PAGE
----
Zunoquad Squad Cycles the Kettle Valley Railroad Trail (5)

May 25

John left on his mission early.

The diminished band of six packed leisurely and pedaled through the parking lot at the approach to Myra Canyon. At the end of curved cut in the rock a vast panorama unfolded. A huge gulf dropping to Lake level was scooped out of the high plateau to which we’d ascended for three days. A dozen or so side canyons covered with the charred remains of a burnt forest and numberless rockslides, opened into it. At the top of the canyon rose a single, wide, snow-covered peak. Volcanic eruption, landslide, holocaust: a display of nature’s power, demonic and sublime.

Next into view came a fine level line threading its way from where we stood, in and out of the side canyons, heading off towards the snowy summit and then back toward us on the other side of the abyss, supported across gaps narrow and wide by a delicate latticework of trestles.

After a lengthy stop to gaze, we crossed the first trestle on a surface of new planking that produced a clean hum from the tires.

It was a smooth thrill of a ride, created by a double human triumph over nature. The first was the original construction of the railroad, motivated by the desire to extract her wealth. The second was the recent reconstruction of the trail and trestles after decay and fire, motivated by the desire to provide pleasure to visitors. As we stopped again at the end of the first trestle, two kids and their parents on bikes came up behind us. “It’s just like Disneyland,” said one.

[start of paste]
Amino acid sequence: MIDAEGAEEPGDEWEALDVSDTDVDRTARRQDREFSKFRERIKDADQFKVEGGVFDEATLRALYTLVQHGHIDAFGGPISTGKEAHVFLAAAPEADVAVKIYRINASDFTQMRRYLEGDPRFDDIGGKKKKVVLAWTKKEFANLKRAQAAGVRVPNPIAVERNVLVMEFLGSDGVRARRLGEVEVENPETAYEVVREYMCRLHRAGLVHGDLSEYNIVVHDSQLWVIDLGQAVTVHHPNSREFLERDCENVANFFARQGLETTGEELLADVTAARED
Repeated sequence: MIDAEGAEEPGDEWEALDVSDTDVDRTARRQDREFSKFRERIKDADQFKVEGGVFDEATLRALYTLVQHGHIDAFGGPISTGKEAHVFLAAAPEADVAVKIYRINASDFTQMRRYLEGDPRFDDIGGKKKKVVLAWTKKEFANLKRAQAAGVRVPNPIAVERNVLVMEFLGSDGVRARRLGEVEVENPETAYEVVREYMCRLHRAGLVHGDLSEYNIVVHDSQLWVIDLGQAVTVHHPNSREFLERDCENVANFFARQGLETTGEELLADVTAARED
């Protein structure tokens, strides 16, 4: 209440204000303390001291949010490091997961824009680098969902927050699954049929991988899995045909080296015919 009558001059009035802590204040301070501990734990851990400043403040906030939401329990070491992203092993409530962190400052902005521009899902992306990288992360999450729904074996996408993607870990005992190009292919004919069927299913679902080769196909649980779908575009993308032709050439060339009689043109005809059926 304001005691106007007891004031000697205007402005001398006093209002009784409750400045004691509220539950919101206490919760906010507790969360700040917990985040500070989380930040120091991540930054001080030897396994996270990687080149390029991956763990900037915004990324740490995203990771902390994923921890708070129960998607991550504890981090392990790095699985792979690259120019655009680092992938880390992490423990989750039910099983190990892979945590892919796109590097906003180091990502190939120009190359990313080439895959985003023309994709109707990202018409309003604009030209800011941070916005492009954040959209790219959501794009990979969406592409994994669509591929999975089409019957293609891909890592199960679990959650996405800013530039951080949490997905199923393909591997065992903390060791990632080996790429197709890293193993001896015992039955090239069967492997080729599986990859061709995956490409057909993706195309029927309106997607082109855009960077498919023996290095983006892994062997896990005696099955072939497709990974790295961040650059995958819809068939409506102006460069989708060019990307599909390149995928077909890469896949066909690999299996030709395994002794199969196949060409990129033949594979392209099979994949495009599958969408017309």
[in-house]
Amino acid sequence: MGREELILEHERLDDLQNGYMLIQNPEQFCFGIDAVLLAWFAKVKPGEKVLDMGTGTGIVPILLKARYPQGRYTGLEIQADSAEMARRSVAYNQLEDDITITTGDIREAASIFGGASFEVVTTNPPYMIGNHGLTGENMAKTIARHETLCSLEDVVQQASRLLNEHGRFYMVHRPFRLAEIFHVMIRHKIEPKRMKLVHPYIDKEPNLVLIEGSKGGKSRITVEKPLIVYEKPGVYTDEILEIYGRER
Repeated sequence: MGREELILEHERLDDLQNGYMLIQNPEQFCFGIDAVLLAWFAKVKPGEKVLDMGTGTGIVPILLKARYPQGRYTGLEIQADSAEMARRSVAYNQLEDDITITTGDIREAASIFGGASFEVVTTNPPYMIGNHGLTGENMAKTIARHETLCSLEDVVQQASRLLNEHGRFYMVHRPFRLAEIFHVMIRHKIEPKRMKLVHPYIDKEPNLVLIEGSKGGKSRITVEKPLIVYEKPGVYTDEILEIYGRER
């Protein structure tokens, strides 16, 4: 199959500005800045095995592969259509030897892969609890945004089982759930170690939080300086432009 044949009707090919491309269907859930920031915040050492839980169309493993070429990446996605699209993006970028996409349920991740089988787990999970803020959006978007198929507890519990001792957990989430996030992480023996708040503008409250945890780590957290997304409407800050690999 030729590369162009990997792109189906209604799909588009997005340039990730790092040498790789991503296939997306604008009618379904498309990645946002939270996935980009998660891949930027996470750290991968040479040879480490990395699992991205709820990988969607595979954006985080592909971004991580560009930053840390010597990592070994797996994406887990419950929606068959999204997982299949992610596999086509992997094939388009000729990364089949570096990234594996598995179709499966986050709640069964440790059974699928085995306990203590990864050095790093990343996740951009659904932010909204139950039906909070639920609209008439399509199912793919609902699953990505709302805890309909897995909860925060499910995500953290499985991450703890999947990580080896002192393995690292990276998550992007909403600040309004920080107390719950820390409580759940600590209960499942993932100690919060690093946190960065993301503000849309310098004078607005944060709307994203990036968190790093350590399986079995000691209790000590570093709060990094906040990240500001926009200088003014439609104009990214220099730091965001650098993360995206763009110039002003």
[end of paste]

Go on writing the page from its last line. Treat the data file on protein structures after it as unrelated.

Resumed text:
There were two tunnels and thirteen trestles, the largest of them rebuilt by the Rotary Clubs of Kelowna, a fact of interest to Steven’s wife, Jan, who was organizing a campaign for her Rotary Club to finance construction of a bicycle trail along the railroad right of way in San Luis Obispo.

At the parking lot near the far end of the Canyon, we waited for John’s return, watching a constant stream of dirt bikes and ATV’s crossing the railroad trail. It was the back country’s only preserve free from their uncouth roars. Before long, he arrived in his Mom’s sprightly little Smart Car, popped out, opened the tailgate, and served up organic bread, humus dip, a watermelon and beer! He also gave us replacement bags of rice, dried vegetables, salami, cheese and oatmeal and then took off.

The next stage of the trip opened views of Kelowna and its lake far below through a grim landscape that alternated burn and logging slash. The afternoon grew chilly and grayer but it was cheered by the chance to pedal rhythmically without interruption, putting kilometer after kilometer behind us.

Around 5 p.m. we arrived at Chute Lake, a compound with docks, campground, canoes for rent, well-kept lawns, a playground and a large log lodge. On its windowsills appeared a collection of old steam irons, each with a different design. Inside looked inviting”a wood heater surrounded by naugahyde-covered chesterfields, a pool table, and walls decorated with antique signs and implements.

The inkeeper, Doreen, our third grandmotherly provider, spoke quietly but firmly as she looked us directly in the eye and negotiated the camping fee–$25. per two man tent. We sat warming up with coffee and huge slices of the rhubarb and apple pie she’d baked that morning on her woodstove. The conversation waxed philosophical–comparing media revolutions of the sixteenth and twenty first centuries, examining the history of ideas of God, considering different ways to face death.

Then it was time to pitch the tents, cook rice and vegetables and return to the lodge to drink beer and converse with Bruce Williams, an electrician from Campbell River who was cycling solo from Nelson to Nanaimo. Much effort was devoted to deliberating about the next day’s travel plans and connecting up with Robert. It rained hard all night and Ian and Murray’s tent leaked.

The wiki for this excursion can be found here. The Flickr Photoset is here.

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